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Vida Inteligente En El Universo

4.27  ·  Rating details ·  328 ratings  ·  17 reviews
Presentación primero de formación astronómica, luego de la naturaleza de la vida y de su posible concurrencia en nuestro sistema solar y, finalmente, un tratamiento de la posibilidad de que existan en los planetas de otras estrellas civilizaciones técnicas
Paperback, 0 pages
Published April 2nd 1993 by Reverte (first published January 1st 1966)
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Sylvia
Jun 14, 2009 rated it it was amazing  ·  review of another edition
Shelves: astronomy
Shklovsky's work is comprehensive and compelling. This is where Carl Sagan got his start - writing extensive foot-notes to Shklovsky's definitive exploration of the scientific and mathematical evidence for his conclusions that first, there almost certainly IS other intelligent life in the universe, and second, we will almost certainly never find them - and this was written before the expansion of the universe had been inferred.
Robert Harris
Jan 19, 2018 rated it it was amazing  ·  review of another edition
A masterful collaboration between two of the world's best astrophysists of the 20th century. The book begins with an exploration of the physical universe, something I found particularly useful as somewhat of a Physics rookie - Biology is my primary field. Sagan and Shklovskii then move on to talking about the primary topic of the book: Life. In particular, the possibility for the presence of life throughout the universe. The book supposes that life (in it's most rudimentary form) is in fact ...more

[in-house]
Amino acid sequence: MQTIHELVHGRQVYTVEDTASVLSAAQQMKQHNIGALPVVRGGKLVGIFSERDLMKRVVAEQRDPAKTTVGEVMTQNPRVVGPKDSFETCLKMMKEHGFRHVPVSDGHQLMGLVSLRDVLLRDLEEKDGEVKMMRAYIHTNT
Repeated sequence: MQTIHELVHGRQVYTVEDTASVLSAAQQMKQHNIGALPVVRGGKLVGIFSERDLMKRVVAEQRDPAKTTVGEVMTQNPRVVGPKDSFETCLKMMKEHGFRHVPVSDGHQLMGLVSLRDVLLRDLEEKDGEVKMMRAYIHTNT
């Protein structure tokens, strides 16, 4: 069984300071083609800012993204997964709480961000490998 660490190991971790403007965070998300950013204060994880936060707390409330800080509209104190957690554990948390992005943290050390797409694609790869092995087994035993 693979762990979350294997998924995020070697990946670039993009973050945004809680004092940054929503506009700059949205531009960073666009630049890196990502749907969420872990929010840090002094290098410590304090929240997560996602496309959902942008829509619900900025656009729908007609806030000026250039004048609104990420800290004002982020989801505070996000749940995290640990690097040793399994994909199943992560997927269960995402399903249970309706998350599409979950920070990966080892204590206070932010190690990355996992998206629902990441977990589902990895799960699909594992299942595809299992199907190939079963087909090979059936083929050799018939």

John Jr.
Read it in the late 70s, in the original hardcover edition from 1966 (apparently not even listed here at Goodreads), as background while preparing a review of Carl Sagan's 1979 popular-science book, Broca's Brain. This collaboration with Soviet astrophysicist Iosif Shklovsky, which was a revised, extended, and retitled version of a book Shklovsky had published in 1962, struck me when I read it—and still does—as scientifically much more serious and focused than what I was reviewing. And yet I can ...more
Sttaffy
Oct 27, 2019 rated it it was amazing  ·  review of another edition
One of the most rewarding reading experiences of my life. It's more dense and science-y than Cosmos, but it is perfect for someone looking for something a little deeper in terms of why things are the way they are.

The book spans the creation of the universe, to the formation of galaxies, the life cycle of the stars, the formation of heavy elements, the origins of planets, and the birth of our own solar system - not just the rough idea, but the actual science.

Then the authors explore life: what
...more
Hoke
Dec 07, 2017 rated it liked it  ·  review of another edition
This book was a good friend for a long time.
Ushan
Sep 25, 2012 rated it liked it  ·  review of another edition
Shelves: space